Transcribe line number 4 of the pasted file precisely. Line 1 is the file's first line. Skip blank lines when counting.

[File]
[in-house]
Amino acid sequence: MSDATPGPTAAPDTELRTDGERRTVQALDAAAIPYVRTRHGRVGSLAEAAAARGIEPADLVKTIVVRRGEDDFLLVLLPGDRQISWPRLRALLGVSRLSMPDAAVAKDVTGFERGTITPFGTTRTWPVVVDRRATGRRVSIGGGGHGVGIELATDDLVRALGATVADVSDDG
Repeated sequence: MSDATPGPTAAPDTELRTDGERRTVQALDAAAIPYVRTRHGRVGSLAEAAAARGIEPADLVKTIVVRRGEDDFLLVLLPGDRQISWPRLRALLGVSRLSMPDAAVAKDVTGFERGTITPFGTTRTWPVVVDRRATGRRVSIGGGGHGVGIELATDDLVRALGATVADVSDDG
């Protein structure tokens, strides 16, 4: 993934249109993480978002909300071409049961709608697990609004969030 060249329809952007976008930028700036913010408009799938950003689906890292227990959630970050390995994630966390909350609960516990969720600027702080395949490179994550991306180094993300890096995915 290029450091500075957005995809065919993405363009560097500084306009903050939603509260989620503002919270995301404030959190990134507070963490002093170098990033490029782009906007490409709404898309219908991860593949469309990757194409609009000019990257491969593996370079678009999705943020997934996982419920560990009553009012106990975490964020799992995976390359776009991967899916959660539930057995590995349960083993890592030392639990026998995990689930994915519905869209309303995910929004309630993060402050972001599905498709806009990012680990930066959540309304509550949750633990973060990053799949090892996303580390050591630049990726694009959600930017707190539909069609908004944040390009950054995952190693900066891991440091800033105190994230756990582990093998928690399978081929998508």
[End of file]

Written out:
């Protein structure tokens, strides 16, 4: 993934249109993480978002909300071409049961709608697990609004969030 060249329809952007976008930028700036913010408009799938950003689906890292227990959630970050390995994630966390909350609960516990969720600027702080395949490179994550991306180094993300890096995915 290029450091500075957005995809065919993405363009560097500084306009903050939603509260989620503002919270995301404030959190990134507070963490002093170098990033490029782009906007490409709404898309219908991860593949469309990757194409609009000019990257491969593996370079678009999705943020997934996982419920560990009553009012106990975490964020799992995976390359776009991967899916959660539930057995590995349960083993890592030392639990026998995990689930994915519905869209309303995910929004309630993060402050972001599905498709806009990012680990930066959540309304509550949750633990973060990053799949090892996303580390050591630049990726694009959600930017707190539909069609908004944040390009950054995952190693900066891991440091800033105190994230756990582990093998928690399978081929998508």